However, I do get lost, when you import “Project” and later set it as a component as “project” (lowercase). That doesn’t work in my case. Shouldn’t the component be written in uppercase, too?

  4. And I get a ton off errors when defining the @Props:

    ERROR in /Volumes/_II_/_SITES/vue_chord_player/src/components/Keyboard.vue(15,43):
    15:43 Property ‘name’ has no initializer and is not definitely assigned in the constructor.
    13 | export default class Keyboard extends Vue {
    14 | @Prop() readonly msg!: string
    > 15 | @Prop({ default: ‘John Doe’ }) readonly name: string
    | ^

    This is weird, because I do follow your setup completely… what is wrong here?

  5. Hi, I applaud anybody who is spreading information about how to get typescript and vue working. Until Vue 3.0 comes out, it is not an easy thing to do. I have been working on my learning of it for the past 2 -3 months. My top two requirements were to use typescript (preferably classes) and unit testing.

    I early on came to the conclusion that the proper solution at this point in time is to use the composition API and not the options API or the class API for Vue components. The composition API is the way forward for typescript in Vue and we can start using it today with the composition api plugin. And it makes your code very easy to separate the logic from the presentation so both can easily be unit tested. I have been defining all my logic of a vue in a class that gets instantiated in the vue component’s setup function and the class’ variables are defined as Refs for reactivity. It works great and unit testing it is so easy. it also allows you to separate different parts of the component’s logic into different classes so those items can be unit tested independently.

    For global state, I tried vuex-module-decorators and gave up. They seem to work at first, but once you start trying to do error handling of actions, both in production code and unit tests, you start to get strange errors from the decorator code. There is an SO thread an issue on github about it. This issue was the thing that finally made me abandon vuex. It just isn’t architected well to work with a typed language like typescript and I don’t want to give up the type safety and tooling support of typescript by casting everything everywhere. So now that I don’t use vuex, I have started to create typescript classes that are singletons as my global state and I import these modules wherever I need them. It works perfectly and I get typesafety because they are just classes. And they are incredibly easy to unit test. I don’t have to do anything special.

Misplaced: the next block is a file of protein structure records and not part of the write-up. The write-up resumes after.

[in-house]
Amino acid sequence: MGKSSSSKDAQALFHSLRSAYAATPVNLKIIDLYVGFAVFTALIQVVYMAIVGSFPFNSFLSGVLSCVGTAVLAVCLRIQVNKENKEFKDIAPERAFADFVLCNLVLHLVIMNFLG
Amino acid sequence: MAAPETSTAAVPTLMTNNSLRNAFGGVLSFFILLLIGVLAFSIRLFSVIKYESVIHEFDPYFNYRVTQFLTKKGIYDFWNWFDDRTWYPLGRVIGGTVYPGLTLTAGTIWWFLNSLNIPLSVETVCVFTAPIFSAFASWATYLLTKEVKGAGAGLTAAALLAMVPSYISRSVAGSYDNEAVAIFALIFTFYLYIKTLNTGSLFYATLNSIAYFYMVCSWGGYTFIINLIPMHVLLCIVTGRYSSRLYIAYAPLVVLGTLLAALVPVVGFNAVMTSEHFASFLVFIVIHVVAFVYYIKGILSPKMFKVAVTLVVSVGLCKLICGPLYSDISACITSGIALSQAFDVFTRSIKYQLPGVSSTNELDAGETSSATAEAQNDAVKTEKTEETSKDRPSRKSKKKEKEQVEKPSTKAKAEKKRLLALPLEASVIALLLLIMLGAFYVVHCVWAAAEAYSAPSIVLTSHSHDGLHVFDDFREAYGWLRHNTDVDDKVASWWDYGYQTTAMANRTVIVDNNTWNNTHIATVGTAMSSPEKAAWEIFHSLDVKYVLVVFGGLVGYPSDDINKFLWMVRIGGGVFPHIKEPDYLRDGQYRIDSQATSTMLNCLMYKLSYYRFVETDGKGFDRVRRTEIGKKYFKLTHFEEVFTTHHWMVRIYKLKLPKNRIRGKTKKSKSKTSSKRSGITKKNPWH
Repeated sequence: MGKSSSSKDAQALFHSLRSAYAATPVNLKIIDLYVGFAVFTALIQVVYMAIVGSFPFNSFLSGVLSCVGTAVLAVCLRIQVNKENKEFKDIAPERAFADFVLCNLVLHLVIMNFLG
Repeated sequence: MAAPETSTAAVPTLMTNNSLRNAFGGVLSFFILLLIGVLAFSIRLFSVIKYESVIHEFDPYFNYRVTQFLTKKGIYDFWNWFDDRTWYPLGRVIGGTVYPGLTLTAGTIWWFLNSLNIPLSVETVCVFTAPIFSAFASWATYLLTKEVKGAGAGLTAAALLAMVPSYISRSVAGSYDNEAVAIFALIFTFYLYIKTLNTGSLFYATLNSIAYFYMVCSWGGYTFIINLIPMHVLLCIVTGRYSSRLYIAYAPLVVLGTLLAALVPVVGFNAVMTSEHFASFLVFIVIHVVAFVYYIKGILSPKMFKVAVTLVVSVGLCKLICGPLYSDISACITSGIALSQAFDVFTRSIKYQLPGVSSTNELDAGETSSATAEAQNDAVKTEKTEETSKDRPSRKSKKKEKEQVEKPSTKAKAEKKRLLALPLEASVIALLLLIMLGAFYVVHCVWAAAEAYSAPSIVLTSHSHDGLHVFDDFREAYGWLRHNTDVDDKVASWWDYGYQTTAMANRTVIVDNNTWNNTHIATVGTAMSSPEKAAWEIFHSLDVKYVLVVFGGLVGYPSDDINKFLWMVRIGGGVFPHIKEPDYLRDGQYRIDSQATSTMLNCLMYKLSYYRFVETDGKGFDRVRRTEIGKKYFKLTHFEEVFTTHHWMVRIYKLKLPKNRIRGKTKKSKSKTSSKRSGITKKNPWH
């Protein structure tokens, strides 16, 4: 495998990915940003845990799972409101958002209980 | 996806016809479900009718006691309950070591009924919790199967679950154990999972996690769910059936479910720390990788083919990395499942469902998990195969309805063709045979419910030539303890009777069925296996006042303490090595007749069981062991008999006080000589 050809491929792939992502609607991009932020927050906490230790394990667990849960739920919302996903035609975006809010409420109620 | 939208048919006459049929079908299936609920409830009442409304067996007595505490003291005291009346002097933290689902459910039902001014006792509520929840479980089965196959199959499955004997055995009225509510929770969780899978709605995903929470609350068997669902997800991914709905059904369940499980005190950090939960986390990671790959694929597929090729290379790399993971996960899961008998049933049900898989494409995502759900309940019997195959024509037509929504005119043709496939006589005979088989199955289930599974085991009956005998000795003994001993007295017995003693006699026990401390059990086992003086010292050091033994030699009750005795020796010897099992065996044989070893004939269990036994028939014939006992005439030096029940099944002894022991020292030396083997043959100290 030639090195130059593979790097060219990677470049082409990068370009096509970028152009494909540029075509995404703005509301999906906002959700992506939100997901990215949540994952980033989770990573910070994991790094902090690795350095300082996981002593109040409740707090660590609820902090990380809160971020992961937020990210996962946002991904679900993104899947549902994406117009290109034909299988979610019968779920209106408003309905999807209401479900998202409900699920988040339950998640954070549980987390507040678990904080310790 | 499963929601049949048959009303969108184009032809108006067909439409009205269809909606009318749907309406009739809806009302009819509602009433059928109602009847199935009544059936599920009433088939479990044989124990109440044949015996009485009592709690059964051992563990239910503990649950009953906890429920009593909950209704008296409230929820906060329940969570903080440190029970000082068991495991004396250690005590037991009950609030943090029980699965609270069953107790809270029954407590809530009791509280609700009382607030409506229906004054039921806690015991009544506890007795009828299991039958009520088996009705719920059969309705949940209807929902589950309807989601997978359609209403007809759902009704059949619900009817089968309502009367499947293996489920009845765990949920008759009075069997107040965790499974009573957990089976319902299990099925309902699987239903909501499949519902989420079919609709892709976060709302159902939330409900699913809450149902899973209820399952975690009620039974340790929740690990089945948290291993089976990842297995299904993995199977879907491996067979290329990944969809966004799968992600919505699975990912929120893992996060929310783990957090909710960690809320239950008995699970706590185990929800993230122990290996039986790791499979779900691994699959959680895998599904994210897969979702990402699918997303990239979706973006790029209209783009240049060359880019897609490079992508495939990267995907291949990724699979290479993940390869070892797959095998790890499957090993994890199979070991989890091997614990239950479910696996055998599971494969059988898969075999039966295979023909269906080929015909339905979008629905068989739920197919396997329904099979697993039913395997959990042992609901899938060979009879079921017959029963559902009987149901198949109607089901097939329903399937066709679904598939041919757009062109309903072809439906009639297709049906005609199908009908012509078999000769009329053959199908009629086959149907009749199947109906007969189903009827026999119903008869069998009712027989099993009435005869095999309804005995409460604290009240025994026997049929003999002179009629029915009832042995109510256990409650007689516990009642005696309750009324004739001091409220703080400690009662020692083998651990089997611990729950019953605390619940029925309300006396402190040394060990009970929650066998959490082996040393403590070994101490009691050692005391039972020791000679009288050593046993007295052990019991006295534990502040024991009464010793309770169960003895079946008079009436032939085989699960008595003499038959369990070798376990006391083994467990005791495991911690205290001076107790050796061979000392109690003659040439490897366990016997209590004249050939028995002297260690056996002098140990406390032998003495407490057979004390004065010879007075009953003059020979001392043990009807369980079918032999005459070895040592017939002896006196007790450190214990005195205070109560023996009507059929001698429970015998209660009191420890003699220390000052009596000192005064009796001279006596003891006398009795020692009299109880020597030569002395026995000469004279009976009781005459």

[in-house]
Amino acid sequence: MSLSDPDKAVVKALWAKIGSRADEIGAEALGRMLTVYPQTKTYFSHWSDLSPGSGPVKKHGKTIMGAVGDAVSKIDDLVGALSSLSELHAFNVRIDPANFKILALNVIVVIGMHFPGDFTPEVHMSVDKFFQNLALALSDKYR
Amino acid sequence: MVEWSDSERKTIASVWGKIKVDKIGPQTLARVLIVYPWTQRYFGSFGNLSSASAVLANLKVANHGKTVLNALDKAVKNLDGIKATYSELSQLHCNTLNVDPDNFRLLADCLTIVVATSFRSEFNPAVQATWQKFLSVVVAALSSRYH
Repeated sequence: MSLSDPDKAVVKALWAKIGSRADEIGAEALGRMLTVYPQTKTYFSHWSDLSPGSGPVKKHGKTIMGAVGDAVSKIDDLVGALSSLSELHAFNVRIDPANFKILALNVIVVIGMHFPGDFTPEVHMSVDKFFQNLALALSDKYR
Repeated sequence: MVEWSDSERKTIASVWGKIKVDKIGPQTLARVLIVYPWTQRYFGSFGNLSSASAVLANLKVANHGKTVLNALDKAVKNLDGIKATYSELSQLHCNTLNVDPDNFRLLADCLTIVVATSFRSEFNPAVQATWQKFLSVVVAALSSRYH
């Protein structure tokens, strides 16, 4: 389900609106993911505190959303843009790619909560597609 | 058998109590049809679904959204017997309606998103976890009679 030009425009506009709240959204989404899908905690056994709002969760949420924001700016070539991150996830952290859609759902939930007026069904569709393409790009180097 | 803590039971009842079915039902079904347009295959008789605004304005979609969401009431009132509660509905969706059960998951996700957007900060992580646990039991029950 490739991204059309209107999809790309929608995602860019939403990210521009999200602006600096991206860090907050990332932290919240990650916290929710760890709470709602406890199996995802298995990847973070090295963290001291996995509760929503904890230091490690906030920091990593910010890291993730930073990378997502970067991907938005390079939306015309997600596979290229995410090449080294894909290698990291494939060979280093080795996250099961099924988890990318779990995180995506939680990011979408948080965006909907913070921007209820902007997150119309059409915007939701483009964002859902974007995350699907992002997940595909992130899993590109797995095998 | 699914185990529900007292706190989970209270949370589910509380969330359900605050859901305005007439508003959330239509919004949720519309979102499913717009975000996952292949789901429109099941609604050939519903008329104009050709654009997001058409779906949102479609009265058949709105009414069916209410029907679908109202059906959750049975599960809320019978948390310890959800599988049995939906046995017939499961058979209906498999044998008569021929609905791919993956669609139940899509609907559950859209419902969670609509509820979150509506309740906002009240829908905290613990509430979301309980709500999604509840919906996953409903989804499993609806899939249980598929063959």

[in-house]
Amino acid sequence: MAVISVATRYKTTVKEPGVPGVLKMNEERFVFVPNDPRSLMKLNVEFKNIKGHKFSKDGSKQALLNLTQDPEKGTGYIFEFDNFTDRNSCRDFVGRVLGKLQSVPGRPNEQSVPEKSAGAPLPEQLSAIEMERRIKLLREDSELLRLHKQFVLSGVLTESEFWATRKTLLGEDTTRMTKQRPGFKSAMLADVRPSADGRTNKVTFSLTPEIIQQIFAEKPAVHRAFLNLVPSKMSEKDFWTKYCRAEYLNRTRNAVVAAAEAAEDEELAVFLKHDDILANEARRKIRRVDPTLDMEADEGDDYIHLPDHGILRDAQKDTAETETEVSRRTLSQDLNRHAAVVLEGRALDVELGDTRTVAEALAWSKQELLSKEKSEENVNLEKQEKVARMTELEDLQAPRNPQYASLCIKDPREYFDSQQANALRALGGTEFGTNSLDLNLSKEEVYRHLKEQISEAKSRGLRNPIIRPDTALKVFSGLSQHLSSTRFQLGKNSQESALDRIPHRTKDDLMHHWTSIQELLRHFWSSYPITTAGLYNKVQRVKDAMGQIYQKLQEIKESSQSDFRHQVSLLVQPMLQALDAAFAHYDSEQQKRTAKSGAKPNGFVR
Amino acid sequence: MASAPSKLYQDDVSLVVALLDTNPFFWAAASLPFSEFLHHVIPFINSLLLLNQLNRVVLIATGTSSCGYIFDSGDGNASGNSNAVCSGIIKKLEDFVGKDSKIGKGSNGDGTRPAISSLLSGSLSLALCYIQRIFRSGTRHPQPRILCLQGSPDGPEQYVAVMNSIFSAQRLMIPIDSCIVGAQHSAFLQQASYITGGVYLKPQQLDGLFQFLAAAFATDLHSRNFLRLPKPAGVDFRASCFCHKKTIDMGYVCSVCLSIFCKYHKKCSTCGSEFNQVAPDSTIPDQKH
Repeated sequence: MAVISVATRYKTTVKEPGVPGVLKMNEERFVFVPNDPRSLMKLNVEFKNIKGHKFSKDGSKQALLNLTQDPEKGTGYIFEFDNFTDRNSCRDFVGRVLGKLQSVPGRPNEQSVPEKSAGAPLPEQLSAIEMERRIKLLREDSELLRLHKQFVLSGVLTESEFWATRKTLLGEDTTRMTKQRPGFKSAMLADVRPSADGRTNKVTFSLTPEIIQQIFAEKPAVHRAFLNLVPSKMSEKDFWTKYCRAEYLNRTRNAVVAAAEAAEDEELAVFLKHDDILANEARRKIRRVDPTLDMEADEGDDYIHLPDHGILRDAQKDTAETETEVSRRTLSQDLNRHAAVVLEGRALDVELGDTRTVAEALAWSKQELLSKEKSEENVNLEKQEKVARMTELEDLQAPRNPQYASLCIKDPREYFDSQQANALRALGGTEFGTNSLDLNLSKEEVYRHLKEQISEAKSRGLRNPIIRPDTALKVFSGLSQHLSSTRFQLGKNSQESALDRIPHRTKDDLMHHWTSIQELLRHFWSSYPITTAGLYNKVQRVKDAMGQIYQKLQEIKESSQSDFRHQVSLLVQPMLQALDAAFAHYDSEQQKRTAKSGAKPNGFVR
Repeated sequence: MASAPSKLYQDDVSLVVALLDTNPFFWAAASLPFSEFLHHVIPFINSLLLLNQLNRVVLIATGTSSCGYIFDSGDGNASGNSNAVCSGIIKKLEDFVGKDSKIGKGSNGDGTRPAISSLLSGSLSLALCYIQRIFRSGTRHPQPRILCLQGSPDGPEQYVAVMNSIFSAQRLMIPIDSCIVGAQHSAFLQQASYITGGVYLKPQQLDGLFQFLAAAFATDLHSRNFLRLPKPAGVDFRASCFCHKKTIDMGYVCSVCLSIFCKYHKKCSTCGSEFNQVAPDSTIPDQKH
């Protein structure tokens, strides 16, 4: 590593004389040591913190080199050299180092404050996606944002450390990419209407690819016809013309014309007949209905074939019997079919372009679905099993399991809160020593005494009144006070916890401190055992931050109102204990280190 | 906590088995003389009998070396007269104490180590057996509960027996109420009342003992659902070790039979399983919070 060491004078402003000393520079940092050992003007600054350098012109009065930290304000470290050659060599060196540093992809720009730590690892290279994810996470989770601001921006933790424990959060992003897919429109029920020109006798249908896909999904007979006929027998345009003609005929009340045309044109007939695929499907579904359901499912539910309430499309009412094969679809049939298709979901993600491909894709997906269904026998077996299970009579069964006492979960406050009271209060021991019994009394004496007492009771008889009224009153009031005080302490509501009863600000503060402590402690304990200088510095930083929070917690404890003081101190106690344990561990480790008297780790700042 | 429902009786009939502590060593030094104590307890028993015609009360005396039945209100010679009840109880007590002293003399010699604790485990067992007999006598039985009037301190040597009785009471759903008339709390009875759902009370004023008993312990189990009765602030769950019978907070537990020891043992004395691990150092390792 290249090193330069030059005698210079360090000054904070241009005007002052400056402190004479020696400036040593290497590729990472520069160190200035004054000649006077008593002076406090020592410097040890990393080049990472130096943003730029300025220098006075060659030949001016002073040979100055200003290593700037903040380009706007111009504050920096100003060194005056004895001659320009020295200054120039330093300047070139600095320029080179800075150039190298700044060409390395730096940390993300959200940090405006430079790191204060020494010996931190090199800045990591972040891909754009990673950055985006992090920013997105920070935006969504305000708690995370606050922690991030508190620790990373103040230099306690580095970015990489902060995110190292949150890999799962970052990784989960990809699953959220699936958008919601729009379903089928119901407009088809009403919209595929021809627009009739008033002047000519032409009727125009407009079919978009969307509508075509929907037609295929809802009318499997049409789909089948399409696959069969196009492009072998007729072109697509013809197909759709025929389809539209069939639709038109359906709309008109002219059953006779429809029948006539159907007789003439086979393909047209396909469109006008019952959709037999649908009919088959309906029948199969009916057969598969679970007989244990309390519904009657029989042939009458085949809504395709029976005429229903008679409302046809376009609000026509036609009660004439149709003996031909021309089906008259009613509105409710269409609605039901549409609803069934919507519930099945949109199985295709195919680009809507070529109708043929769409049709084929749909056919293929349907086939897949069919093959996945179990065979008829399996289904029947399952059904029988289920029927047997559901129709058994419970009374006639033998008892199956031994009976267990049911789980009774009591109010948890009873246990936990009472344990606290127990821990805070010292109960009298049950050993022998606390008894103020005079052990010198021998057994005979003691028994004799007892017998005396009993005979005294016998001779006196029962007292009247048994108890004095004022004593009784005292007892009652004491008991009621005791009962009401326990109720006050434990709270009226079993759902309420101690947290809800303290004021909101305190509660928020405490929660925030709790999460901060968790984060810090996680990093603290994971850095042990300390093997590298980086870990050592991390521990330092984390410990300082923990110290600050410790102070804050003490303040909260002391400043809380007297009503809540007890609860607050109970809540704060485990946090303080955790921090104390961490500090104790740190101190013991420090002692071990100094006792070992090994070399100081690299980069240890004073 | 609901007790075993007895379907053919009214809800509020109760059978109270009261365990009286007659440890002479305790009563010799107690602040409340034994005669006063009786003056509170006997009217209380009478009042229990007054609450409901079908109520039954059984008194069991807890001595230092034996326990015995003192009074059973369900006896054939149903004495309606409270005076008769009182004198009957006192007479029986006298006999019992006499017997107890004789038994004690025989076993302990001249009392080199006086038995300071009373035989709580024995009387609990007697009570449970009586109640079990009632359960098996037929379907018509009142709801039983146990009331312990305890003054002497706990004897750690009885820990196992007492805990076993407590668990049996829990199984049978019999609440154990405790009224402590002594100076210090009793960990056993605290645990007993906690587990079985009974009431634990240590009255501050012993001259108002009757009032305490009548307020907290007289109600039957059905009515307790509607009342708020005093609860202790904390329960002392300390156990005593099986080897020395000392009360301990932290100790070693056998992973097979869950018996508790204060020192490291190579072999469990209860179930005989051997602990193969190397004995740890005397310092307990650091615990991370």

Now that i have done all that, Vue and typescript work really well together.

    My biggest recommendation would be to ditch vuex. I would say that 80% of my time learning vue was trying all the different approaches to typescript and vuex. It all felt like banging my head against the wall

  6. This is great! please keep this article alive for as long as possible. please note this is in my bookmarks as i refer to it every time i am stuck

  7. I can not thank you enough bro, the provided link(GitHub repo) has helped me a-lot to spot some of thinks that did not sink well while following your tutorial. Thanks man

  8. Hi first of all thanks for the nice article.

    Unfortunately I didn’t manage to run your example with Vuex. The action updateName doesn’t get triggered. I remmember when I tried Vuex for the first time with plain Javascript, I had no problems, but somehow I thing with typescript it makes things 100 times more difficult.

  9. I completely agree. I could do this with typescript so easily and now things got much worse in my opnion. Maybe I just have to get used to it.

  10. Can you share a repo for how it works without Vuex? The repos shared here are my only reference. Now newly thinking up a new way of doing things makes my brain explode^^

  11. I’m hitting issues now with this, when I use an action I’m getting:

    ERR_ACTION_ACCESS_UNDEFINED: Are you trying to access this.someMutation() or this.someGetter inside an @Action?
    That works only in dynamic modules.
    If not dynamic use this.context.commit(“mutationName”, payload) and this.context.getters[“getterName”]

    In even the simplest examples like the above that are definitely using this.context.commit, anyone got any ideas?

  12. Great article! very simple and clear example. Thank you for the article. I wish more articles on typescript

  13. NOTE: Be careful, getters in vuex are not reactive. Loaded just once when the component is created.
    To access a data reactively, use this syntax
    syntax: this.$store.state.{CLASSNAME}.{MEMBER_OF_CLASS}
    example: this.$store.state.User.name
    to put in the component which you want access at the data.

  14. I use class components with decorators. Except for vuex and vuex modules I do not use decorators. Do not need them and all works fine, no errors.
    I understood that when application grows also vuex is needed in Vue 3, So I stay at Vue 2 with typescript for now.

  15. Great article! very simple and clear example. Thank you for the article. I wish more articles on typescript

  16. will it be relevant for nuxt 3 versions or all this work will have to be thrown into the trash

    1. We try to stay abreast of new releases and update our content accordingly when there are breaking changes. We’ll keep this on our radar. Thanks!